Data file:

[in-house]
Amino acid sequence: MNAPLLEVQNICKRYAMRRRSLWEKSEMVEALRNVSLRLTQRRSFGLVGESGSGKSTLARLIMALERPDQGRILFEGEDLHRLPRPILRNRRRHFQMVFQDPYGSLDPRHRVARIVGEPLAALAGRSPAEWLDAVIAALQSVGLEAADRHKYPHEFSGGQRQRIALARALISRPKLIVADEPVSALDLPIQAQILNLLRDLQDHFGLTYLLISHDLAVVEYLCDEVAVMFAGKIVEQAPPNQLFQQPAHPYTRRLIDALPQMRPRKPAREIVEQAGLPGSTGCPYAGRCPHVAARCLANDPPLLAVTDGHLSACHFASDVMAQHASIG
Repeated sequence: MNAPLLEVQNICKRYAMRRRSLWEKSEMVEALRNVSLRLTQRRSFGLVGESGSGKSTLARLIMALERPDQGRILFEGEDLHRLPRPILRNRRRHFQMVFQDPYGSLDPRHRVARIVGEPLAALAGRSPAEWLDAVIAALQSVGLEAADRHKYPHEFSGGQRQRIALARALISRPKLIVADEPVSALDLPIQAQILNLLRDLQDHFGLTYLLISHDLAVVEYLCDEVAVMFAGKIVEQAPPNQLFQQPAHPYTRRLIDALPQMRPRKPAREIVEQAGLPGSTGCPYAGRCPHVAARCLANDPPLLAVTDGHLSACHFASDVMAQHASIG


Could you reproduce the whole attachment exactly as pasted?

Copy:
[in-house]
Amino acid sequence: MNAPLLEVQNICKRYAMRRRSLWEKSEMVEALRNVSLRLTQRRSFGLVGESGSGKSTLARLIMALERPDQGRILFEGEDLHRLPRPILRNRRRHFQMVFQDPYGSLDPRHRVARIVGEPLAALAGRSPAEWLDAVIAALQSVGLEAADRHKYPHEFSGGQRQRIALARALISRPKLIVADEPVSALDLPIQAQILNLLRDLQDHFGLTYLLISHDLAVVEYLCDEVAVMFAGKIVEQAPPNQLFQQPAHPYTRRLIDALPQMRPRKPAREIVEQAGLPGSTGCPYAGRCPHVAARCLANDPPLLAVTDGHLSACHFASDVMAQHASIG
Repeated sequence: MNAPLLEVQNICKRYAMRRRSLWEKSEMVEALRNVSLRLTQRRSFGLVGESGSGKSTLARLIMALERPDQGRILFEGEDLHRLPRPILRNRRRHFQMVFQDPYGSLDPRHRVARIVGEPLAALAGRSPAEWLDAVIAALQSVGLEAADRHKYPHEFSGGQRQRIALARALISRPKLIVADEPVSALDLPIQAQILNLLRDLQDHFGLTYLLISHDLAVVEYLCDEVAVMFAGKIVEQAPPNQLFQQPAHPYTRRLIDALPQMRPRKPAREIVEQAGLPGSTGCPYAGRCPHVAARCLANDPPLLAVTDGHLSACHFASDVMAQHASIG